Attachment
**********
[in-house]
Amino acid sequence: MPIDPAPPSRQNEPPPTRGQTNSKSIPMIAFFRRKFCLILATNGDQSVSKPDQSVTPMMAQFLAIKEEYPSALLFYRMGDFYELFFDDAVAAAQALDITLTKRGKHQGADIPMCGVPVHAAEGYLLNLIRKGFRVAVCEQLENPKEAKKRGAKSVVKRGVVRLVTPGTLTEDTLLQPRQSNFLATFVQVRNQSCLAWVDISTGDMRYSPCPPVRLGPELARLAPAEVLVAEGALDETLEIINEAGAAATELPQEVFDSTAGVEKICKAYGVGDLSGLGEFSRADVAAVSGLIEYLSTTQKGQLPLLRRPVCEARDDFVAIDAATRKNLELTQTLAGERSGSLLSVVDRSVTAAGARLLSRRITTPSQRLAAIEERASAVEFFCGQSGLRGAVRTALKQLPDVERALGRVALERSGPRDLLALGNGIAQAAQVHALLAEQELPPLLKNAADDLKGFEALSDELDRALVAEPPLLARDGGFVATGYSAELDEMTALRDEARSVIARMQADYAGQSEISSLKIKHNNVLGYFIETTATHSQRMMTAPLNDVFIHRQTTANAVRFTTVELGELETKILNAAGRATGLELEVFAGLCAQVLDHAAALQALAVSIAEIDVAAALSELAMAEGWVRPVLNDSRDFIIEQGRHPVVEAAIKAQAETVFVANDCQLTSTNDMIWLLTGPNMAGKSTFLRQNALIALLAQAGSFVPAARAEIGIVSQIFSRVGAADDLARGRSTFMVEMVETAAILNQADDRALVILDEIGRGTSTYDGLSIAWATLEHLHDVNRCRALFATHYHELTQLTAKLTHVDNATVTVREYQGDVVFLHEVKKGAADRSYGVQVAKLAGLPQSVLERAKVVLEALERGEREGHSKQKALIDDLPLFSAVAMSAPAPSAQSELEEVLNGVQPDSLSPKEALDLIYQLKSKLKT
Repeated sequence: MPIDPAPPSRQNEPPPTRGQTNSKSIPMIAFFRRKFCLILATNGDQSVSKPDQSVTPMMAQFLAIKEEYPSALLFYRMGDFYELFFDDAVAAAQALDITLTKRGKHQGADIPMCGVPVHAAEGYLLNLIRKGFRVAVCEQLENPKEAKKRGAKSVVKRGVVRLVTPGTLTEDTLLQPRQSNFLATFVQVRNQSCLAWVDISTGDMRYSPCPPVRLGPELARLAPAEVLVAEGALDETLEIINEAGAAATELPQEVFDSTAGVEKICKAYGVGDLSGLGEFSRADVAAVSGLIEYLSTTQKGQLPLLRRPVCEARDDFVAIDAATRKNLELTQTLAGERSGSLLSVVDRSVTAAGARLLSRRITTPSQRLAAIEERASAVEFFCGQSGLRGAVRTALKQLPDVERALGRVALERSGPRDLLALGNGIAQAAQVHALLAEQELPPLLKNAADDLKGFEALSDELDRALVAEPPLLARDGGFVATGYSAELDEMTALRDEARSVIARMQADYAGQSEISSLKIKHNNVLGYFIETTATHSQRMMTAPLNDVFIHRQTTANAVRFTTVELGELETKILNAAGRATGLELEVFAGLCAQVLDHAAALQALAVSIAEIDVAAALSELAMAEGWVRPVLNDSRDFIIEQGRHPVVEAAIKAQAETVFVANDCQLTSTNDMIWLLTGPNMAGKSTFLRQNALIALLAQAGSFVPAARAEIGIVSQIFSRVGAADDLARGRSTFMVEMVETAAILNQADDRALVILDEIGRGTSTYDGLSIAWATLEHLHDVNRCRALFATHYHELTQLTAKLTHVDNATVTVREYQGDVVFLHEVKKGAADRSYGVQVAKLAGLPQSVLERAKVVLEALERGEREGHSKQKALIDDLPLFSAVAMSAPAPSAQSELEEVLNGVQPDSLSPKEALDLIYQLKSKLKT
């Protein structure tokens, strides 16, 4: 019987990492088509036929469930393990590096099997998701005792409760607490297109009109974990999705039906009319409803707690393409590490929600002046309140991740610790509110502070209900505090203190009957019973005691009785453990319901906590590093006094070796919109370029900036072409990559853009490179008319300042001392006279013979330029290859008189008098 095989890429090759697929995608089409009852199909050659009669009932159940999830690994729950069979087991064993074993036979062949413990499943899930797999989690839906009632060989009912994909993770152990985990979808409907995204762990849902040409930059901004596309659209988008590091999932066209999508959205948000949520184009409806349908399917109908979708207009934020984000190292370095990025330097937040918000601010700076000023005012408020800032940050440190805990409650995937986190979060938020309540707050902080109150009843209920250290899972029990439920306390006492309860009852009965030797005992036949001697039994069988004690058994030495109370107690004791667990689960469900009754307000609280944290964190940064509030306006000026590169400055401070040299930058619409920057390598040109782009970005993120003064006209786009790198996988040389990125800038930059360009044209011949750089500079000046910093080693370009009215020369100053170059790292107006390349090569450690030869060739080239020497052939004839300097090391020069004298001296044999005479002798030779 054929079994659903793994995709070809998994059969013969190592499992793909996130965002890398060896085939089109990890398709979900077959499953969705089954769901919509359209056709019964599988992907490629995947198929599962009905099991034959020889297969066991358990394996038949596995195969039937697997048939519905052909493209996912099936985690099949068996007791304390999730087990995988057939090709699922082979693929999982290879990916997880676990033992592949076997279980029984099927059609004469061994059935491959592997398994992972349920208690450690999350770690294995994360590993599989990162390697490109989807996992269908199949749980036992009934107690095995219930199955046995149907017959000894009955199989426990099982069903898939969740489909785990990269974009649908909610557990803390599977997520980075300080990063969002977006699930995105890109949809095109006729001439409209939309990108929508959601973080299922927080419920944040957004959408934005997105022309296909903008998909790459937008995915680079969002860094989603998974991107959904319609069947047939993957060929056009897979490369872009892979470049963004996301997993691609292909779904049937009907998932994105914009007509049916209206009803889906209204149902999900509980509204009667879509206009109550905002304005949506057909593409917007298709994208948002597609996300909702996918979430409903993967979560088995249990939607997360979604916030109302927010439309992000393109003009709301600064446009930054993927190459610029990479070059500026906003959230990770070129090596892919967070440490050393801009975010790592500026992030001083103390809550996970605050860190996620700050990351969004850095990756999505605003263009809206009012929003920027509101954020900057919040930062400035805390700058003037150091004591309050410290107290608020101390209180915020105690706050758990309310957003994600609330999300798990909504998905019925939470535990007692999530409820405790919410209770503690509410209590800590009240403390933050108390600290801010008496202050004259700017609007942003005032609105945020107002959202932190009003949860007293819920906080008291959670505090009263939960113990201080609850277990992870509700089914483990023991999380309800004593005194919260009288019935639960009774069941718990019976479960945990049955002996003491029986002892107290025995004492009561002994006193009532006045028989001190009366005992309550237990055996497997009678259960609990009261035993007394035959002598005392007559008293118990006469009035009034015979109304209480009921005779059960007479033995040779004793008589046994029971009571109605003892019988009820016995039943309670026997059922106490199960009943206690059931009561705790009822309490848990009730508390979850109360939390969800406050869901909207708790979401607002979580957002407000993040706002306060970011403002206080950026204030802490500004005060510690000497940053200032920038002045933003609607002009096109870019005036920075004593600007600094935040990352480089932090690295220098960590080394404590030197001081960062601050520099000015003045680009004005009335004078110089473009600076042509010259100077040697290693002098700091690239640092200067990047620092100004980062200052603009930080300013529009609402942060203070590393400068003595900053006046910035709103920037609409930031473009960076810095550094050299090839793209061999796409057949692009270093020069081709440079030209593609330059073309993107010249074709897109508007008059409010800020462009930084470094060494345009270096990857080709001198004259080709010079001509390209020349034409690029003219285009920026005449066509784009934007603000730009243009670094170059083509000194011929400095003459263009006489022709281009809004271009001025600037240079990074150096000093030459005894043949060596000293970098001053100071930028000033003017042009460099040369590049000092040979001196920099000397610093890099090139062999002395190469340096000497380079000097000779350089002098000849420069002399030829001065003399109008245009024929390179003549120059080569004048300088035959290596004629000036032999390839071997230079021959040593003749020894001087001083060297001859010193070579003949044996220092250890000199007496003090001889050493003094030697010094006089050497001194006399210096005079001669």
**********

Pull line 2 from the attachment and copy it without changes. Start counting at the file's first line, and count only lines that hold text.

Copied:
Amino acid sequence: MPIDPAPPSRQNEPPPTRGQTNSKSIPMIAFFRRKFCLILATNGDQSVSKPDQSVTPMMAQFLAIKEEYPSALLFYRMGDFYELFFDDAVAAAQALDITLTKRGKHQGADIPMCGVPVHAAEGYLLNLIRKGFRVAVCEQLENPKEAKKRGAKSVVKRGVVRLVTPGTLTEDTLLQPRQSNFLATFVQVRNQSCLAWVDISTGDMRYSPCPPVRLGPELARLAPAEVLVAEGALDETLEIINEAGAAATELPQEVFDSTAGVEKICKAYGVGDLSGLGEFSRADVAAVSGLIEYLSTTQKGQLPLLRRPVCEARDDFVAIDAATRKNLELTQTLAGERSGSLLSVVDRSVTAAGARLLSRRITTPSQRLAAIEERASAVEFFCGQSGLRGAVRTALKQLPDVERALGRVALERSGPRDLLALGNGIAQAAQVHALLAEQELPPLLKNAADDLKGFEALSDELDRALVAEPPLLARDGGFVATGYSAELDEMTALRDEARSVIARMQADYAGQSEISSLKIKHNNVLGYFIETTATHSQRMMTAPLNDVFIHRQTTANAVRFTTVELGELETKILNAAGRATGLELEVFAGLCAQVLDHAAALQALAVSIAEIDVAAALSELAMAEGWVRPVLNDSRDFIIEQGRHPVVEAAIKAQAETVFVANDCQLTSTNDMIWLLTGPNMAGKSTFLRQNALIALLAQAGSFVPAARAEIGIVSQIFSRVGAADDLARGRSTFMVEMVETAAILNQADDRALVILDEIGRGTSTYDGLSIAWATLEHLHDVNRCRALFATHYHELTQLTAKLTHVDNATVTVREYQGDVVFLHEVKKGAADRSYGVQVAKLAGLPQSVLERAKVVLEALERGEREGHSKQKALIDDLPLFSAVAMSAPAPSAQSELEEVLNGVQPDSLSPKEALDLIYQLKSKLKT